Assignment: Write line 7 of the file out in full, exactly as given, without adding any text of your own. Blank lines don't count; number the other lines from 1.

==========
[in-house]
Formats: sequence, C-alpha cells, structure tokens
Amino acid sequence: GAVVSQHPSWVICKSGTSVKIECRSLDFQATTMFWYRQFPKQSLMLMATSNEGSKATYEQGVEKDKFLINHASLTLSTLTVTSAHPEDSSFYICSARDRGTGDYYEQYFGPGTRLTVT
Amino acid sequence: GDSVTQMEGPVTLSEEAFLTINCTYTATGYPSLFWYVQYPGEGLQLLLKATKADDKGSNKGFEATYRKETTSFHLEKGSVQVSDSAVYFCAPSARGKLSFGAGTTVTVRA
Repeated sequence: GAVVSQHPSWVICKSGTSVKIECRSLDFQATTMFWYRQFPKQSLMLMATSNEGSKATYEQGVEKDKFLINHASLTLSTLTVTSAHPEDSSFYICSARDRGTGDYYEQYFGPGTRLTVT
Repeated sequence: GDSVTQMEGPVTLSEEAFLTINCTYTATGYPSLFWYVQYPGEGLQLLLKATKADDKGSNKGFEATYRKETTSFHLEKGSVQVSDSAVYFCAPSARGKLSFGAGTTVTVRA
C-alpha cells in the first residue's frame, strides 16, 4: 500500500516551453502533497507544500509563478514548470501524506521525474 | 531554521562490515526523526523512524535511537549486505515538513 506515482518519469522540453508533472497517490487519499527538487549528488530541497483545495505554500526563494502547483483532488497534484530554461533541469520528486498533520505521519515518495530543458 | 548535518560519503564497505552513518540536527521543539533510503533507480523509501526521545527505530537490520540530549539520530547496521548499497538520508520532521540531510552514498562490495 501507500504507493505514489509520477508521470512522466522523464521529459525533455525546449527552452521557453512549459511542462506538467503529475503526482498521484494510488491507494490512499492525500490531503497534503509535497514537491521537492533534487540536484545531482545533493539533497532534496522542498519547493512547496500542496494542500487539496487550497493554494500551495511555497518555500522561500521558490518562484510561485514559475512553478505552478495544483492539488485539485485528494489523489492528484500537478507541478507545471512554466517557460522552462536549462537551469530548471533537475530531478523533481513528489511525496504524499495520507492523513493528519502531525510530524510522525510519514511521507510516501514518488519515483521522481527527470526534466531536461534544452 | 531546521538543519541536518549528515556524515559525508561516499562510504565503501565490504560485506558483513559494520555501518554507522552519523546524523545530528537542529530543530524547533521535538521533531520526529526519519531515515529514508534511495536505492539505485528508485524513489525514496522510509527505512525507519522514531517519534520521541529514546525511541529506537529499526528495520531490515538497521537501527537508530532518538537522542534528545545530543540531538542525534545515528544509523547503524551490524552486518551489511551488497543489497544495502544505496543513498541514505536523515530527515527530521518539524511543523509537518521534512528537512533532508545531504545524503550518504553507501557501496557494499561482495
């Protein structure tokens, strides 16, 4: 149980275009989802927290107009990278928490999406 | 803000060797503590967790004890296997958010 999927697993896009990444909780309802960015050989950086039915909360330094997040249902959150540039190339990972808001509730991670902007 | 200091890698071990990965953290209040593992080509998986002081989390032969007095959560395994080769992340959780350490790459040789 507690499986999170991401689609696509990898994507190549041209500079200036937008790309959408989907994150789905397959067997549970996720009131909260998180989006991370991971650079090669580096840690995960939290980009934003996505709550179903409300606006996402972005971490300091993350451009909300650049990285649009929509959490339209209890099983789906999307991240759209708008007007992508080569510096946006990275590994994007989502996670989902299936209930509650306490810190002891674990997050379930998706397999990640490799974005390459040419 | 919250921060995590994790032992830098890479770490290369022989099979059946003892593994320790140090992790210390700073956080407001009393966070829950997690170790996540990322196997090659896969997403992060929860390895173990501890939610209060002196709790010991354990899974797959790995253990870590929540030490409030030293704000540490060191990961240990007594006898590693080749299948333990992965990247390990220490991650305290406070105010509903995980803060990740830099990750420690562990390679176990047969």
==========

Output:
C-alpha cells in the first residue's frame, strides 16, 4: 500500500516551453502533497507544500509563478514548470501524506521525474 | 531554521562490515526523526523512524535511537549486505515538513 506515482518519469522540453508533472497517490487519499527538487549528488530541497483545495505554500526563494502547483483532488497534484530554461533541469520528486498533520505521519515518495530543458 | 548535518560519503564497505552513518540536527521543539533510503533507480523509501526521545527505530537490520540530549539520530547496521548499497538520508520532521540531510552514498562490495 501507500504507493505514489509520477508521470512522466522523464521529459525533455525546449527552452521557453512549459511542462506538467503529475503526482498521484494510488491507494490512499492525500490531503497534503509535497514537491521537492533534487540536484545531482545533493539533497532534496522542498519547493512547496500542496494542500487539496487550497493554494500551495511555497518555500522561500521558490518562484510561485514559475512553478505552478495544483492539488485539485485528494489523489492528484500537478507541478507545471512554466517557460522552462536549462537551469530548471533537475530531478523533481513528489511525496504524499495520507492523513493528519502531525510530524510522525510519514511521507510516501514518488519515483521522481527527470526534466531536461534544452 | 531546521538543519541536518549528515556524515559525508561516499562510504565503501565490504560485506558483513559494520555501518554507522552519523546524523545530528537542529530543530524547533521535538521533531520526529526519519531515515529514508534511495536505492539505485528508485524513489525514496522510509527505512525507519522514531517519534520521541529514546525511541529506537529499526528495520531490515538497521537501527537508530532518538537522542534528545545530543540531538542525534545515528544509523547503524551490524552486518551489511551488497543489497544495502544505496543513498541514505536523515530527515527530521518539524511543523509537518521534512528537512533532508545531504545524503550518504553507501557501496557494499561482495